Global Medical Brigades program.
|Article Type:||Brief article|
Medical students (Services)
Health care teams (Travel)
Health care teams (Services)
Community health services (Management)
Community health services (Finance)
|Publication:||Name: West Virginia Medical Journal Publisher: West Virginia State Medical Association Audience: Academic Format: Magazine/Journal Subject: Health Copyright: COPYRIGHT 2008 West Virginia State Medical Association ISSN: 0043-3284|
|Issue:||Date: Nov-Dec, 2008 Source Volume: 104 Source Issue: 6|
|Topic:||Event Code: 360 Services information; 200 Management dynamics; 250 Financial management Computer Subject: Company business management; Company financing|
|Geographic:||Geographic Scope: Honduras Geographic Code: 2HOND Honduras|
A Marshall team that included 17 medical students and faculty
member Richard Crespo, Ph.D., traveled to Honduras in July to provide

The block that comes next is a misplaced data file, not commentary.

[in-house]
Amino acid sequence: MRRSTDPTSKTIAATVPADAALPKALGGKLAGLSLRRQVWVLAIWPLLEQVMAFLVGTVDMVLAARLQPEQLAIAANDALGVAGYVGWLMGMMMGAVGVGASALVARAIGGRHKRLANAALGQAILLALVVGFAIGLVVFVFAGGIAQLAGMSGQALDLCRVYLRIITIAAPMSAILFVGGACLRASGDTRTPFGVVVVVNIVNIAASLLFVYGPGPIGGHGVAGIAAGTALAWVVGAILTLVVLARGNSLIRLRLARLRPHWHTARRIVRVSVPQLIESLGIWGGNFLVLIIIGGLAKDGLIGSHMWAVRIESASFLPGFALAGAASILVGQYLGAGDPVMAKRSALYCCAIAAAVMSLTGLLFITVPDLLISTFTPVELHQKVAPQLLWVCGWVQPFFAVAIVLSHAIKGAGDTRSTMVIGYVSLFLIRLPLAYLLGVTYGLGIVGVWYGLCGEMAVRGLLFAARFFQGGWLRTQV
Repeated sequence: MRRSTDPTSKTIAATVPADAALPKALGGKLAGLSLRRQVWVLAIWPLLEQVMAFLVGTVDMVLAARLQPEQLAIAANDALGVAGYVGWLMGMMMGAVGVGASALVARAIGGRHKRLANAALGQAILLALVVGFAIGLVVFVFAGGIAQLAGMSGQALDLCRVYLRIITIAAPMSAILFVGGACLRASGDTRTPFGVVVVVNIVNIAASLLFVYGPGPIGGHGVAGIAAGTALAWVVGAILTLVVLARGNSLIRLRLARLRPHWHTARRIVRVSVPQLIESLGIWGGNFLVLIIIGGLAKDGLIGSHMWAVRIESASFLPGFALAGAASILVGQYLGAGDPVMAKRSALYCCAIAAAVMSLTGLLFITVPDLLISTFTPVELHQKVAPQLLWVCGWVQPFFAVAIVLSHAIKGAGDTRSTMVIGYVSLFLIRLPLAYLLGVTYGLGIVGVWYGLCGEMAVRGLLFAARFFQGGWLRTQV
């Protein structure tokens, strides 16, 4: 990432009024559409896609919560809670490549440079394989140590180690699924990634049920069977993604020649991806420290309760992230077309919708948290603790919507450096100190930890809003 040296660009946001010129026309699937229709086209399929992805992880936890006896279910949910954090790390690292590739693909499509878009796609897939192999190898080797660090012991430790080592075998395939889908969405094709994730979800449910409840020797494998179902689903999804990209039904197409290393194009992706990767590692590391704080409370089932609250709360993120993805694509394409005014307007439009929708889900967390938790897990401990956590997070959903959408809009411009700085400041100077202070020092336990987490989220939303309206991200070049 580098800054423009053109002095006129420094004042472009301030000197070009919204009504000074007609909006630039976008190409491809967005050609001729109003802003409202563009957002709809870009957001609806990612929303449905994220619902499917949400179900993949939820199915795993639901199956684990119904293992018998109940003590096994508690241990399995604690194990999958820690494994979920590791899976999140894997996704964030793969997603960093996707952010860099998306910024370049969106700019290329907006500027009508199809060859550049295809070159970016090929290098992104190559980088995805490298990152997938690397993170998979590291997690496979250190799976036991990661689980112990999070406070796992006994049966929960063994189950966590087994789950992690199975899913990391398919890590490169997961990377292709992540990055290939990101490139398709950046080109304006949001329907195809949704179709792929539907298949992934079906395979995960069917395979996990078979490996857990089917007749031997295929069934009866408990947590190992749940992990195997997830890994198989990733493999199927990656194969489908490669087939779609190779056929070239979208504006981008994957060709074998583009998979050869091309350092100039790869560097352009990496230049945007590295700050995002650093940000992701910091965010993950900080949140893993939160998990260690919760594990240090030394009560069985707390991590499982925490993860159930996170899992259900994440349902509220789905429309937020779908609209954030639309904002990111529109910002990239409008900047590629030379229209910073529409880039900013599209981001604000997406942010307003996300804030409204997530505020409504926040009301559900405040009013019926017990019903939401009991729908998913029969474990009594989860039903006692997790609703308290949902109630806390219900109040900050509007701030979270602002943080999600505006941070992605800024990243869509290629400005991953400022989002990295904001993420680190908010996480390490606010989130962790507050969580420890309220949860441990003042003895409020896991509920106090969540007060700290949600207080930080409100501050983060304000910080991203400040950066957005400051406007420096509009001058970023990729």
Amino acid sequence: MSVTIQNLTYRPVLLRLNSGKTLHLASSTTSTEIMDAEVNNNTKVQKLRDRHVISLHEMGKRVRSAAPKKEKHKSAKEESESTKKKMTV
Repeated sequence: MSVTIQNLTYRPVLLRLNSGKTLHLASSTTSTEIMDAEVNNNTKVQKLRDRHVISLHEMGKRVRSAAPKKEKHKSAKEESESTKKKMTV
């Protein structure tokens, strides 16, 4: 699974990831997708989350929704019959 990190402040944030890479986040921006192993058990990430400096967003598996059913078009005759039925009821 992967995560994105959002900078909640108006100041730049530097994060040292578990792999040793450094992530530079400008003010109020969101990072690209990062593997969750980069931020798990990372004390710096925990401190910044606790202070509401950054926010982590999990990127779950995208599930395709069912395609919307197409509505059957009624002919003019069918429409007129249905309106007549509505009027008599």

health services in a rural village as part of the Global Medical
Medical student Megan Thomas, who spearheaded the trip, said the biggest thing she and her fellow students learned was the need for a more sustainable health system for rural villages. Global Medical Brigades tries to make villages self-sustaining within 5 years, she said.
Students took a supply of medications with them for the project. In addition to providing basic medical care, the students built a prototype oven that villagers can reproduce to vent cooking smoke outdoors.
The trip was funded primarily through the Paul W. Ambrose Memorial Fund at the School of Medicine, Thomas said.
The fund was created to honor Ambrose, a 1995 graduate of the School of Medicine who was working on health policy matters at the national level before losing his life in the attacks of Sept. 11, 2001.
|Gale Copyright:||Copyright 2008 Gale, Cengage Learning. All rights reserved.|